Polluting industrial sites dot the entire city and are putting Delhites at a huge health risk, said a study report Tuesday.
Eighteen sites have been identified as potential ‘hotspots’ in Delhi that are regularly contaminating the city’s environment by releasing toxic pollutants and thereby creating health concerns, said the report titled “On the edge” which was released by Toxics Link, a environmental research and advocacy organisation states.
The sites in Delhi, which spread from Samaypur and Badli in the north to Mayapuri and Okhla in the south; and Nazafgarh in the northwest to Mandoli in east, failed on most parameters and were found to be causing unacceptable environmental impact.
According to the World Health Organisation (WHO) pollution is a key health determinant, and about a quarter of all diseases are caused due to prolonged exposure to environmental pollution.
The study also examined around 50 sites located near the national capital on parameters such as industrial processes, use of chemicals, discharge and emissions, disposal methods, and occupational health and safety. “Most of them were found to harbor unauthorised industrial activities and were in or close to residential areas,” the report said.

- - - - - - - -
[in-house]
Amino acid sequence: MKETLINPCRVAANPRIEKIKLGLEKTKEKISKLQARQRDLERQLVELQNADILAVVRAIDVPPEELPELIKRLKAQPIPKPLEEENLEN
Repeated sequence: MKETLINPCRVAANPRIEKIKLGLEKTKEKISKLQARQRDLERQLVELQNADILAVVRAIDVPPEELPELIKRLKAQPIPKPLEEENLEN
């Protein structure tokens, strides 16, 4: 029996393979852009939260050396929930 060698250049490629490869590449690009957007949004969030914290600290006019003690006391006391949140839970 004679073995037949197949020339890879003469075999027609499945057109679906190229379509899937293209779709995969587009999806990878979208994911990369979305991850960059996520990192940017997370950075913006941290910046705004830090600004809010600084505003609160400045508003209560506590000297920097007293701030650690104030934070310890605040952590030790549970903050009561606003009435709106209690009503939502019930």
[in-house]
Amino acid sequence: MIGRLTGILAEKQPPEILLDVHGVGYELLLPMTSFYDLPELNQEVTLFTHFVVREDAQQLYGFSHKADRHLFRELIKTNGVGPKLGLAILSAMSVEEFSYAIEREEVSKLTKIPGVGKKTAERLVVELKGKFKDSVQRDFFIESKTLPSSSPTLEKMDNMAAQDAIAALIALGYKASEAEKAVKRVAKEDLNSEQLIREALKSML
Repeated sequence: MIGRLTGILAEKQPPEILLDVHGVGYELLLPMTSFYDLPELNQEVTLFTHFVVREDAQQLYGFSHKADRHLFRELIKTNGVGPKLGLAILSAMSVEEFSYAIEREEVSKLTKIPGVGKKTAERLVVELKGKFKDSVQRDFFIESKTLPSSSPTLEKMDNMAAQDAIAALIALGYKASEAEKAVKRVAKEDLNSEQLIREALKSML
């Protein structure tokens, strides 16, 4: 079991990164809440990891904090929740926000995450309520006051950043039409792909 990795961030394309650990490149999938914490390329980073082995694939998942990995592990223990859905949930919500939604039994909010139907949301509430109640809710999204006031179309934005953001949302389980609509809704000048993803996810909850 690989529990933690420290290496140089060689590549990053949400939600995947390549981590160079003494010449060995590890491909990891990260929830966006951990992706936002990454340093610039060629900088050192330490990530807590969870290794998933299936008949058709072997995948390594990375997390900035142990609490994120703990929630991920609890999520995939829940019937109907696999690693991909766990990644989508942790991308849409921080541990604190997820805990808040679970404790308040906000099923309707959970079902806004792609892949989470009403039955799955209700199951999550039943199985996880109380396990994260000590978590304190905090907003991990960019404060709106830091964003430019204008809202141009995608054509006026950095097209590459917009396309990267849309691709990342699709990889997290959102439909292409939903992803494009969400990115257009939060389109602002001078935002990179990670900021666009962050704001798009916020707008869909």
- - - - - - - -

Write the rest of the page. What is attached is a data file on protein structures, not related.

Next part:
As per the Master Plan Delhi (MPD) 2021, all polluting industries need to be shifted out of Delhi by 2021.
“Though a lot of efforts have been made but the problem persists. In 2011, MCD was supposed to close down around 22,000 industrial units, but not much seems to have been done,” Satish Sinha, Associate Director, Toxics Link said in a statement about the report.
He said that many of the hotspots were engaged in illegal operations such as lead acid battery recycling, pickling and e-waste recycling, and were found to be releasing acids, and emitting toxic fumes of lead, mercury etc.
“Units with hazardous activities like CFL processing, textile dyeing, metal works also dotted these potential hotspots in the city. Thousands of workers were employed in the units, which had no occupational safety norms or standards,” he said.
The report also states that one of the potential hotspots, Prem Nagar, near Mandoli has close to 110 illegal lead acid battery recycling units. These illegal units use coal to fuel crude furnaces, said the report.